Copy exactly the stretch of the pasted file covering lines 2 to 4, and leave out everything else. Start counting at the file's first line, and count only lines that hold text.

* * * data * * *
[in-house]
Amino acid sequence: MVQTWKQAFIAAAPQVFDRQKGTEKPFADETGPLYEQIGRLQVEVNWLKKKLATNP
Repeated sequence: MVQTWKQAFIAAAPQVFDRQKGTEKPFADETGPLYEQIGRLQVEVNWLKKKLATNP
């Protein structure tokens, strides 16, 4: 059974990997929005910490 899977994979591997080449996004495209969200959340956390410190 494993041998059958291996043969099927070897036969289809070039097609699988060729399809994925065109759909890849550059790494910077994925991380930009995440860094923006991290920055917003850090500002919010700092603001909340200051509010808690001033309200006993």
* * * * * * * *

Amino acid sequence: MVQTWKQAFIAAAPQVFDRQKGTEKPFADETGPLYEQIGRLQVEVNWLKKKLATNP
Repeated sequence: MVQTWKQAFIAAAPQVFDRQKGTEKPFADETGPLYEQIGRLQVEVNWLKKKLATNP
């Protein structure tokens, strides 16, 4: 059974990997929005910490 899977994979591997080449996004495209969200959340956390410190 494993041998059958291996043969099927070897036969289809070039097609699988060729399809994925065109759909890849550059790494910077994925991380930009995440860094923006991290920055917003850090500002919010700092603001909340200051509010808690001033309200006993």